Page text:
Tom Pháidín Tom was released on 33⅓ RPM vinyl and has had, to date, no re-release on CD or on any other format. However, the interested reader may be able to find a secondhand copy of the thirty-three.

For readers unfamiliar with Irish, ‘Pháidín’ is pronounced, roughly, ‘faa-deen’; to rhyme with the ‘southern-centric’ Received Pronunciation of ‘far dean’. ‘Baile ’n tSagairt’ is pronounced similar to ‘bile-n-toggirt’. For those familiar with linguistic transcription: /fɑː d′iːn′/ and /bail′ ən tɑgɪrt′/.

*The parish records at Cill Éinde give his precise date of birth as 25th March 1894 and his date of death as 29th November 1979. Glacann muid buíochas leis an Athair Séan Mac Aoidh as ucht an eolas seo a dheimhniú dhúinn.

Sleeve notes

The album’s copious sleeve notes were written by Mac Mathúna, John Lewis and Máire Áine (Ní Dhonnchadha, of Deora Aille fame), and are found on both the outer cover and an accompanying eight-page European Fanfold (8½″ × 12″) booklet.

Tom Pháidín Tom: spanning generations


The first page of the booklet accompanying the Tom Pháidín Tom album. Plain, cream-coloured page with a large vignetted photo of Tom himself in the top left-hand corner. His name is in large Gaelic print in the bottom right hand corner.
Front cover of the booklet accompanying Tom Pháidín Tom.

As debut albums go — solo albums especially — Tom Pháidín Tom is remarkable in that it was recorded and released when Tom was in his eighties. One of a family of twelve, he’d been born toward the end of the Victorian Era — in the very same month that Coca Cola was first sold in bottles! — and yet the album came out in the same year that Apple released its first mainstream personal computer.

As is often the case in rural Ireland, if the family weren’t financially well-off they were very rich musically. Mac Mathúna discusses this in the sleeve notes:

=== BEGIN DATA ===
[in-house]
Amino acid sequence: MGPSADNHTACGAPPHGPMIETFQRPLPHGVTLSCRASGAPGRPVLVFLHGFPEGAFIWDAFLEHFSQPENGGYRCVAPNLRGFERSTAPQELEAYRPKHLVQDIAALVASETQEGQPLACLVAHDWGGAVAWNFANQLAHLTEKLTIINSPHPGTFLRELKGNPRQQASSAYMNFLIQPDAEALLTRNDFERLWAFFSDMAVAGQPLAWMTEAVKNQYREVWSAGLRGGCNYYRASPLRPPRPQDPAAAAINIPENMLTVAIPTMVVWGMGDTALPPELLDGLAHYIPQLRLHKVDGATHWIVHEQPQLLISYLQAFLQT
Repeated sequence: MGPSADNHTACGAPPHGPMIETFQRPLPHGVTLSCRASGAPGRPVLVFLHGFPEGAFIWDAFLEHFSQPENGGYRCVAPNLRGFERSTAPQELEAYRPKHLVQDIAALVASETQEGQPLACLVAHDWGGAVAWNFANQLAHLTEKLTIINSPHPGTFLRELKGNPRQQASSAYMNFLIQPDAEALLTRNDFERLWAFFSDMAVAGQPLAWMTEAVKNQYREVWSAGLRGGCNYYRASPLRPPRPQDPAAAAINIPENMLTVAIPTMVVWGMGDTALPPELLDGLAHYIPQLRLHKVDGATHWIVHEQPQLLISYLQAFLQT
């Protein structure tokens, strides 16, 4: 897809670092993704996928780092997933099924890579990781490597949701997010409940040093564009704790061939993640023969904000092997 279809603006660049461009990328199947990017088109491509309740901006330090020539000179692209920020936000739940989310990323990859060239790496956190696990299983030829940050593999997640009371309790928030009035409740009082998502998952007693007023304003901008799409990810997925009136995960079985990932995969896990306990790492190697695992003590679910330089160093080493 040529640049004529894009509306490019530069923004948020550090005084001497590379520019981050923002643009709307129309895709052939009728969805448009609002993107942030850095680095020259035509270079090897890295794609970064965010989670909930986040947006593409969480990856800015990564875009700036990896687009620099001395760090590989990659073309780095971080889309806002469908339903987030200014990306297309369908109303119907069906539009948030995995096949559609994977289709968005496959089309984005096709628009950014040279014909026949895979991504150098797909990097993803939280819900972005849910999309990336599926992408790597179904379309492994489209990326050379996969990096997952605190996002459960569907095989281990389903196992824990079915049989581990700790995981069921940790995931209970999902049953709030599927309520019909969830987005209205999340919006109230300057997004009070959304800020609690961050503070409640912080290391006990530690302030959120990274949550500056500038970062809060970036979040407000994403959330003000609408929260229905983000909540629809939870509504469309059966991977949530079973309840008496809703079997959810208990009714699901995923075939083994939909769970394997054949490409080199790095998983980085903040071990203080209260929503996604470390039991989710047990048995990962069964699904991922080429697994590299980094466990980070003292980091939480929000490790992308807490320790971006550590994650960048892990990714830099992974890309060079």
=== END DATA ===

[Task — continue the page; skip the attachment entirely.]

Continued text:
Rugadh Tom Pháidín Tom (Tomás Ó Coistealbha) i mBaile ’n tSagairt i mí na Márta 1894. Bhí dáréag sa chlann, agus muna raibh mórán de shaibhreas an tsaoil aca is cinnte go raibh saibhreas ceoil sa tig. Do sheinneadh Páidín Tom [athair Tom] an fheadóg mhór, agus ’sé tuairim Thomáis nár chuala sé féin duine ar bith ní b’fhearr ná a athair i mbun feadóige.

The matter of Tom’s continued vitality at that age, not only in terms of singing, is remarked upon by Lewis in the accompanying booklet and he goes on to observe that Tom (just like Joe Éinniú himself of course, and many other torch-bearers) represented a social and cultural link that reached back as far as the first half of the ninteenth century:

Tom is now 83. He saves his own turf and cooks and bakes for himself in the thatched cottage in which his parents lived the same way of life, his grand-parents before that and his great-grand-parents before that…

…His memories form a mosaic that records every aspect of the native music of the Spiddal area over the past 70 years, and through his father his knowledge extends back into the last century. Tom’s father, Páraic Ó Coistealbha, was born in 1834…

Following this same thread of cultural continuity, Máire Áine, a native of An Cnoc, about four miles west of Baile ’n tSagairt, attests to the way Tom’s singing on this record propagates an ancient fireside musical heritage, keeping it alive in the present day:

Ar chéad chloisteáil téip Tom Pháidín Tom dom is siar ar bhóithrín na smaointe a thug sé mé — siar go dtí m’óige i gCois Fharraige, siar go dtí na timeannaí ’sna tithe… Tá sampla ceart san gceirnín seo don chaoi a raibh an ceol i gCois Fharraige an tráth úd.

Tom Pháidín Tom: recorded live

The tracks on this album aren’t studio recordings. The sleeve notes state that all recording was done at ordinary music sessions, in Conamara and Dublin, where Tom would be at his ease and where those present would be invested in and receptive to the material:

…ag seisiúin nuair a bheadh cóluadar feiliúnach againn agus Tom féin ar a sháimhín sógha. Na taifeadáin [seo], deineadh iad ag seisiúin éagsúla i gConamara agus i mBlá Cliath idir Márta 1973 agus Eanair 1976.

Interestingly, the songs were recorded over a period of very nearly three years — March 1973 to January 1976 — but unfortunately there’s no listing of when and where each recording took place.

Digital restoration

This song was digitised directly from a cleaned, good-condition copy of the vinyl album. It was then digitally restored by Fionn Ó Sealbhaigh at Acadamh na hOllscolaíochta Gaeilge to exise clicks, crackles and surface noise. The restoration process was in most respects the same as that carried out on a 1932 Linguaphone Conversational Irish box set of 78 RPM shellac records for the Coisín Shiúlach project, which celebrates the sean-nós singer Sorcha Ní Ghuairim; a contemporary of Joe Éinniú’s.

Thanks and credits

Glacann muid buíochas le Comhaltas Ceoltóirí Éireann, agus le Siobhán Ní Chonaráin go háirid, as cead an taifeadadh seo, clúdach an albaim ⁊ na nótaí clúdaigh a chur ar fáil sna Cartlanna.